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Supporters' words may come to haunt Trump in Senate trial

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Donald Trump waves as he arrives at Palm Beach. Photo: Reuters

Donald Trump waves as he arrives at Palm Beach. Photo: Reuters

Donald Trump waves as he arrives at Palm Beach. Photo: Reuters

The words of the Donald Trump supporters accused of participating in the deadly US Capitol riot may end up being used against him in his Senate impeachment trial as he faces the charge of inciting a violent insurrection.

At least five supporters facing federal charges have suggested they were taking orders from the then president when they marched to challenge the certification of Joe Biden's election win.

Now those comments, captured in interviews with reporters and federal agents, are likely to take centre stage as Democrats lay out their case. It is the first time a former president will face such charges after leaving office.

"I feel like I was basically following my president. I was following what we were called to do," Jenna Ryan, a Texas real estate agent who posted a photo on Twitter of herself next to a broken Capitol window, told a Dallas-Fort Worth TV station.

Jacob Chansley - the Arizona man photographed shirtless and wearing a furry hat with horns - called the FBI the day after the insurrection and said he had travelled "at the request of the president that all 'patriots' come to DC on January 6, 2021", authorities wrote in court papers.

They said that while in the Senate chamber, Chansley wrote a note to then vice president Mike Pence that said: "It's only a matter of time, justice is coming."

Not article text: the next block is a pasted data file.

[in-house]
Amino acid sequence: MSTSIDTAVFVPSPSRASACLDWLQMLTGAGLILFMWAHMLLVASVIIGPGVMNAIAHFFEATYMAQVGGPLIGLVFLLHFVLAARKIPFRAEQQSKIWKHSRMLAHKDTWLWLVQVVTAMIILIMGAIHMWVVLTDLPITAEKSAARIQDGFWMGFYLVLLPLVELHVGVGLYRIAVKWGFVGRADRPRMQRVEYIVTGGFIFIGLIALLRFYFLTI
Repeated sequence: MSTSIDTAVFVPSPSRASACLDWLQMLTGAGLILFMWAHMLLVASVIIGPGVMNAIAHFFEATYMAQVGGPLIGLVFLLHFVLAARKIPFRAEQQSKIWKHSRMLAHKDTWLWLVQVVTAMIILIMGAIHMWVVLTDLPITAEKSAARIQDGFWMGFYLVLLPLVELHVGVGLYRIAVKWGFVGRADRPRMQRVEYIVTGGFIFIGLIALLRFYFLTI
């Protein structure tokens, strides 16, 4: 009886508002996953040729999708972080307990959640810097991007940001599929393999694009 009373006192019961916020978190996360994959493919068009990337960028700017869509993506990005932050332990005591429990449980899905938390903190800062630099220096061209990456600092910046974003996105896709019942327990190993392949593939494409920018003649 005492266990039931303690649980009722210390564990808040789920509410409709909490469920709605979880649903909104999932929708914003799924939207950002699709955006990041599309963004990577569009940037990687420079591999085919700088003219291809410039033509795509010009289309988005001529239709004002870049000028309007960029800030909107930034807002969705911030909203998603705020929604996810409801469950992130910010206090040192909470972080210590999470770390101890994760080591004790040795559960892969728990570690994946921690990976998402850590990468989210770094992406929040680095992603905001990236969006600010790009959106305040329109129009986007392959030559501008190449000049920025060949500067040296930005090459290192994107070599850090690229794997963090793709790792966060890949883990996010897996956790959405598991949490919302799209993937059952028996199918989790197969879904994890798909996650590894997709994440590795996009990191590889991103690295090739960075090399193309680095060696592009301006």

Trump is the first president to be impeached twice and the first to face a trial after leaving office.

The charge this time is "inciting violence against the government of the United States". His impeachment lawyer, Butch Bowers, did not respond to calls for comment.

Opening arguments in the trial will begin on February 8.

Trump spoke to the crowd before they marched along Pennsylvania Avenue to Capitol Hill, saying: "If you don't fight like hell you're not going to have a country any more."

Unlike a criminal trial, where there are strict rules about what is evidence, the Senate can consider anything it wishes. If they can show Trump's words made a real impact, all the better, and experts expect it in the trial.

A retired firefighter from Pennsylvania told a friend he listened to Trump's speech and then "followed the president's instructions". That man, Robert Sanford, is accused of throwing a fire extinguisher that hit three police officers.

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Another man, Robert Bauer, of Kentucky, told FBI agents he "marched to the US Capitol because President Trump said to do so".

More than 130 people are facing federal charges, and prosecutors have promised more cases are coming.

Two-thirds of the Senate is needed to convict Trump, and while many Republicans - including Senate Minority Leader Mitch McConnell - have condemned his words, it remains unclear how many would vote to convict him.

©Associated Press


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